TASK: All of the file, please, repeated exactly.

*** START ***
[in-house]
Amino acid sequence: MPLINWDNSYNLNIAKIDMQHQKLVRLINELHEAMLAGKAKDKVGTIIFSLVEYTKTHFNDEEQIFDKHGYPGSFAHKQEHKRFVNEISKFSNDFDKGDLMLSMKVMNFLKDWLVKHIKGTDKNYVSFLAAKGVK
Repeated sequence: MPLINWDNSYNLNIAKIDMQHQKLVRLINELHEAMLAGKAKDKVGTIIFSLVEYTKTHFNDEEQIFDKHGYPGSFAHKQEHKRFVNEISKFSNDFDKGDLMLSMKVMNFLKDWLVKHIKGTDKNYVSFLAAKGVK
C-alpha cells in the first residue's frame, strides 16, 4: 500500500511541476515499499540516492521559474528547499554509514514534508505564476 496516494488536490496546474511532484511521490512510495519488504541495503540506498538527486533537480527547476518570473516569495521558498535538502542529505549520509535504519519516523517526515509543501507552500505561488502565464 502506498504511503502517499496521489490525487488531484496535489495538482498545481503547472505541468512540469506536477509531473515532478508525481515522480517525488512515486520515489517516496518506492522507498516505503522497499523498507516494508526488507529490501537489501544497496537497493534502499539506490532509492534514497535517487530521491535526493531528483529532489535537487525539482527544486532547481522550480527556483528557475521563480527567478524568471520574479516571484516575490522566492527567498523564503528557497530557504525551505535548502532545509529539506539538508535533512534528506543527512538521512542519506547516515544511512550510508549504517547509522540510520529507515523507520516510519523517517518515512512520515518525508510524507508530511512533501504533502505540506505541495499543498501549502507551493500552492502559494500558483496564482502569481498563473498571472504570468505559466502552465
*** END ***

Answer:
[in-house]
Amino acid sequence: MPLINWDNSYNLNIAKIDMQHQKLVRLINELHEAMLAGKAKDKVGTIIFSLVEYTKTHFNDEEQIFDKHGYPGSFAHKQEHKRFVNEISKFSNDFDKGDLMLSMKVMNFLKDWLVKHIKGTDKNYVSFLAAKGVK
Repeated sequence: MPLINWDNSYNLNIAKIDMQHQKLVRLINELHEAMLAGKAKDKVGTIIFSLVEYTKTHFNDEEQIFDKHGYPGSFAHKQEHKRFVNEISKFSNDFDKGDLMLSMKVMNFLKDWLVKHIKGTDKNYVSFLAAKGVK
C-alpha cells in the first residue's frame, strides 16, 4: 500500500511541476515499499540516492521559474528547499554509514514534508505564476 496516494488536490496546474511532484511521490512510495519488504541495503540506498538527486533537480527547476518570473516569495521558498535538502542529505549520509535504519519516523517526515509543501507552500505561488502565464 502506498504511503502517499496521489490525487488531484496535489495538482498545481503547472505541468512540469506536477509531473515532478508525481515522480517525488512515486520515489517516496518506492522507498516505503522497499523498507516494508526488507529490501537489501544497496537497493534502499539506490532509492534514497535517487530521491535526493531528483529532489535537487525539482527544486532547481522550480527556483528557475521563480527567478524568471520574479516571484516575490522566492527567498523564503528557497530557504525551505535548502532545509529539506539538508535533512534528506543527512538521512542519506547516515544511512550510508549504517547509522540510520529507515523507520516510519523517517518515512512520515518525508510524507508530511512533501504533502505540506505541495499543498501549502507551493500552492502559494500558483496564482502569481498563473498571472504570468505559466502552465